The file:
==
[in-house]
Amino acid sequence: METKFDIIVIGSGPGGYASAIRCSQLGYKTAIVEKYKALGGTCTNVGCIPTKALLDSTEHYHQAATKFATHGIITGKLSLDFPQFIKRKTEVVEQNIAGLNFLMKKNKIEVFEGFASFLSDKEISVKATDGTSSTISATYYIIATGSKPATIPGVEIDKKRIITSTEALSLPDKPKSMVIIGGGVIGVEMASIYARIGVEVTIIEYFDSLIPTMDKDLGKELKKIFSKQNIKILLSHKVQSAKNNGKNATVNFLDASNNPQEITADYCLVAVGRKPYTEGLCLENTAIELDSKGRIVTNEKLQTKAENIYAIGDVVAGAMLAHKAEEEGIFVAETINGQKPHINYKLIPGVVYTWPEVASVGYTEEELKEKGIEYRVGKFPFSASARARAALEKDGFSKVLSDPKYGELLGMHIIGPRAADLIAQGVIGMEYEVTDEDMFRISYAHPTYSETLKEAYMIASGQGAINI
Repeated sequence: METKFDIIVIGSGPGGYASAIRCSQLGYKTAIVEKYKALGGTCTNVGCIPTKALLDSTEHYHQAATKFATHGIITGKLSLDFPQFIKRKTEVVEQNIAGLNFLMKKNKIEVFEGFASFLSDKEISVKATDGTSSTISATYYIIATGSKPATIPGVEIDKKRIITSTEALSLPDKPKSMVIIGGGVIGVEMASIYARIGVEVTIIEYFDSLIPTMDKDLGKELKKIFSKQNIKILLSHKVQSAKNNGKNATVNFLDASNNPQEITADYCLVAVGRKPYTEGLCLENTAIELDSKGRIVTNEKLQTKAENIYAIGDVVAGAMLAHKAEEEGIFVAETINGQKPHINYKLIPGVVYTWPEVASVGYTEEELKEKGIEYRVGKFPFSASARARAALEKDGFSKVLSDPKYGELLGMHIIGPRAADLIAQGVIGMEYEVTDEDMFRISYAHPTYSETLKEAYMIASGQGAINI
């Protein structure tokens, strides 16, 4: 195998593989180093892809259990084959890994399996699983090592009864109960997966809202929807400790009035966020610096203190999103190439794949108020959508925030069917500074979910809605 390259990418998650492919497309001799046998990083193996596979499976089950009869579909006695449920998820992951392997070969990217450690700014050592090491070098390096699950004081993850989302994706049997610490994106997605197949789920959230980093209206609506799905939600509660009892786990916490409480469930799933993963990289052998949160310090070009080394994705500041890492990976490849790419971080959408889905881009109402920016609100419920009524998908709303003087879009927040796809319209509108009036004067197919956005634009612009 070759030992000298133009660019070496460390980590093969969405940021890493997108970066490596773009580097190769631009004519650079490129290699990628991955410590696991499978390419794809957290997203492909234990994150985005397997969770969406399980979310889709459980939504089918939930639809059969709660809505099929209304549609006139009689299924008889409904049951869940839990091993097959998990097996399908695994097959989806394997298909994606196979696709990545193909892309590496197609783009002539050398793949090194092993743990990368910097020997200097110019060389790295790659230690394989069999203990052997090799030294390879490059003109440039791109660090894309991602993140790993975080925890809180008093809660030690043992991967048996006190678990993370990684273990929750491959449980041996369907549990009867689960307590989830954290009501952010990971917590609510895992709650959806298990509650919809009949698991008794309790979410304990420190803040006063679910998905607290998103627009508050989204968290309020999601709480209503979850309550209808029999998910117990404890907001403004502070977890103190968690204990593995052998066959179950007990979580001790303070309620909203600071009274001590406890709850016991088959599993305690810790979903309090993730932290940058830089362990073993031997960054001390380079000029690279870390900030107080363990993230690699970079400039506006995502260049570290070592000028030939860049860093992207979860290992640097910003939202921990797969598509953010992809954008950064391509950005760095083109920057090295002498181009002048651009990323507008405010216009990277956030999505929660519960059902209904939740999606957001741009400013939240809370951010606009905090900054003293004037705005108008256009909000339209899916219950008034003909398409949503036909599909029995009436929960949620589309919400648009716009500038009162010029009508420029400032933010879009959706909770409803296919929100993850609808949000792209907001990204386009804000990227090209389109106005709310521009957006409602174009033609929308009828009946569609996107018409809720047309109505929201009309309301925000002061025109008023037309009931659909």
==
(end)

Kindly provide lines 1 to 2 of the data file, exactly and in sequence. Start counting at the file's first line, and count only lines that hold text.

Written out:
[in-house]
Amino acid sequence: METKFDIIVIGSGPGGYASAIRCSQLGYKTAIVEKYKALGGTCTNVGCIPTKALLDSTEHYHQAATKFATHGIITGKLSLDFPQFIKRKTEVVEQNIAGLNFLMKKNKIEVFEGFASFLSDKEISVKATDGTSSTISATYYIIATGSKPATIPGVEIDKKRIITSTEALSLPDKPKSMVIIGGGVIGVEMASIYARIGVEVTIIEYFDSLIPTMDKDLGKELKKIFSKQNIKILLSHKVQSAKNNGKNATVNFLDASNNPQEITADYCLVAVGRKPYTEGLCLENTAIELDSKGRIVTNEKLQTKAENIYAIGDVVAGAMLAHKAEEEGIFVAETINGQKPHINYKLIPGVVYTWPEVASVGYTEEELKEKGIEYRVGKFPFSASARARAALEKDGFSKVLSDPKYGELLGMHIIGPRAADLIAQGVIGMEYEVTDEDMFRISYAHPTYSETLKEAYMIASGQGAINI